down to a T, down pat

Discussion in 'English Only' started by Jiab, Dec 3, 2005.

  1. Jiab New Member

    Thai, Thailand
    Hi all,

    I have searched high and low, on-line and off-line, for the origin of the T and the pat...

    Anyone's got a clue?

    Grateful for _any_ help,
  2. jimreilly

    jimreilly Senior Member

    American English
    My old and OED (Oxford English Dictionary) says the origin of "down to a T" has not been discovered, and that several theories remain discounted or unproven (T-square, tees in curling, etc.).

    It also says that pat, in the sense of being exact, appropriate, comes from "hit with a pat", to hit accurately, not miss.

    But this is the old OED (I won't spend the money to buy a new one!) and maybe something else has been discovered since.
  3. river Senior Member

    U.S. English
    "TO A T - a possible origin suggests that the T stands for "Title", a minute and precisely positioned pen stroke or printer's mark. A tiny brushstroke was all that distinguished the Hebrew letter "dalet" from "resh". "Title" was the word chosen by Wycliffe to translate references to this tiny difference in his version of the New Testament. Thus the mark was perfectly suited to its task."

    "PAT -- From "The Dictionary of Etymology: The Origins of American English Words" by Robert K. Barnhart (HarperCollins, 1995): "pat2 adv., suitably. 1578, perhaps a special use of pat1 (a light tap), in the sense of hitting the mark; and thus 'opportunely,' ready for any occasion."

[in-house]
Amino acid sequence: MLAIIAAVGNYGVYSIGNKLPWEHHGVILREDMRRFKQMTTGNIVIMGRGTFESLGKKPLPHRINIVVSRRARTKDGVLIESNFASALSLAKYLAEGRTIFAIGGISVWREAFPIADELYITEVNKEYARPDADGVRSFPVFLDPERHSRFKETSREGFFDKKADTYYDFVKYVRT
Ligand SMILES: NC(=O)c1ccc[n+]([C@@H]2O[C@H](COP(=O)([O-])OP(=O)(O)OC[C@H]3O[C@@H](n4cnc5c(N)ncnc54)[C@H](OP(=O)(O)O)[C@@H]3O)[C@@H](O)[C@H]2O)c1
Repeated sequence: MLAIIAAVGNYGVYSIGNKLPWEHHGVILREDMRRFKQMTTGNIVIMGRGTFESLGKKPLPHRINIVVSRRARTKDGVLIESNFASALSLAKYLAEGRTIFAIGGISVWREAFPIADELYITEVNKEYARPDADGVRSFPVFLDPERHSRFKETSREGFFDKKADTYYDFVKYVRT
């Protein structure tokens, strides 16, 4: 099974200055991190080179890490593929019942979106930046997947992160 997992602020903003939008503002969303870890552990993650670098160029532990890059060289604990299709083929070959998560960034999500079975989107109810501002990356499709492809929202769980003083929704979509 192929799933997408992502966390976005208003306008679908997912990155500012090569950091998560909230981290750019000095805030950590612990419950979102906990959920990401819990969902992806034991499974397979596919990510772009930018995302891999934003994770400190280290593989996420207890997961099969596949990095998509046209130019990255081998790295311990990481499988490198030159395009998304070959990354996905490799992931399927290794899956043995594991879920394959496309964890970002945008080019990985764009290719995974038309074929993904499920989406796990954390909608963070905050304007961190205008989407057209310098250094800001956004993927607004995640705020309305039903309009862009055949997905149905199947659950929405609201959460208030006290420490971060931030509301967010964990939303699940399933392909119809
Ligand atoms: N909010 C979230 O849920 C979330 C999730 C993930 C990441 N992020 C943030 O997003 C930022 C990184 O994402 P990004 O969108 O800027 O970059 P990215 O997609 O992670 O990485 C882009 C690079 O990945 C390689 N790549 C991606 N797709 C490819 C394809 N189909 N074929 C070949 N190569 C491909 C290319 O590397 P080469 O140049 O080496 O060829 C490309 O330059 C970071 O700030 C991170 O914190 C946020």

4. jimreilly

    jimreilly Senior Member

    American English
    Well, I've got one thing down (is this the same as saying I've got it down pat?): I should never play poker against river.

    ---since I wrote this I think something goet edited above that makes my poker reference no longer relevant
  5. nycphotography

    nycphotography Senior Member

    I do be learnin stuff
    John-Paul Miller, NYC
    Not quite exactly.

    Having "something down" is to have learned it, digested it, you've got it down, like a heavy meal. This is usually applied to knowledge and concepts.

    Having something "down pat" means having it perfected. This is usually applied to skills.
  6. Jiab New Member

    Thai, Thailand
    To all,

    Thank you very, very much!


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